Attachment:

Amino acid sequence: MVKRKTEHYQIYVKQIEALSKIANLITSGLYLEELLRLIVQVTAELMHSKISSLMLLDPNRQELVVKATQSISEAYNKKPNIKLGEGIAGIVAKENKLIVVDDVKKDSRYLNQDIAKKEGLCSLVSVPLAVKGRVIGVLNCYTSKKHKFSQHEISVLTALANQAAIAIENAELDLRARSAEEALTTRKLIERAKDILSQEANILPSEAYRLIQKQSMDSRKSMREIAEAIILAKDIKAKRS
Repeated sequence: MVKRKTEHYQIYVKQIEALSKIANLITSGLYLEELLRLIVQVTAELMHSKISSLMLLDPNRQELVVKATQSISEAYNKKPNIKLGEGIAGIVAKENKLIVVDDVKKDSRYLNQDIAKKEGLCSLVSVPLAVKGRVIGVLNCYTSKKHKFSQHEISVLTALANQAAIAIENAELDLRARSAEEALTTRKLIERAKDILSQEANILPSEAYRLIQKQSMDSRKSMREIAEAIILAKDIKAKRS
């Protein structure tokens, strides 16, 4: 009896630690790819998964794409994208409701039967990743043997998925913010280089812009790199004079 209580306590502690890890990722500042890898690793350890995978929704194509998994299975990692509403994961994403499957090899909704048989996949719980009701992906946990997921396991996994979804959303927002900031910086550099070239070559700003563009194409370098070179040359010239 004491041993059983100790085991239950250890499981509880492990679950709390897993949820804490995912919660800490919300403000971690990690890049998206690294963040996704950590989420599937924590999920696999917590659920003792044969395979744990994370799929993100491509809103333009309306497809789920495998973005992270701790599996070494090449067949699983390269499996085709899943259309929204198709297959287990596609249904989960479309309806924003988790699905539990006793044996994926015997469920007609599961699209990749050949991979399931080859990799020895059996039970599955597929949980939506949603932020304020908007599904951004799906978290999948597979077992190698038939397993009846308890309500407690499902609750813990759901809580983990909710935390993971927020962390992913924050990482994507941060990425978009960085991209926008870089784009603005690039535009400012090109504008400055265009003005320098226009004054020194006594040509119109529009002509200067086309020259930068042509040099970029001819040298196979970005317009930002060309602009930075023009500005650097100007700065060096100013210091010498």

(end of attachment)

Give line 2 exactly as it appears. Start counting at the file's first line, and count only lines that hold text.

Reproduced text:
Repeated sequence: MVKRKTEHYQIYVKQIEALSKIANLITSGLYLEELLRLIVQVTAELMHSKISSLMLLDPNRQELVVKATQSISEAYNKKPNIKLGEGIAGIVAKENKLIVVDDVKKDSRYLNQDIAKKEGLCSLVSVPLAVKGRVIGVLNCYTSKKHKFSQHEISVLTALANQAAIAIENAELDLRARSAEEALTTRKLIERAKDILSQEANILPSEAYRLIQKQSMDSRKSMREIAEAIILAKDIKAKRS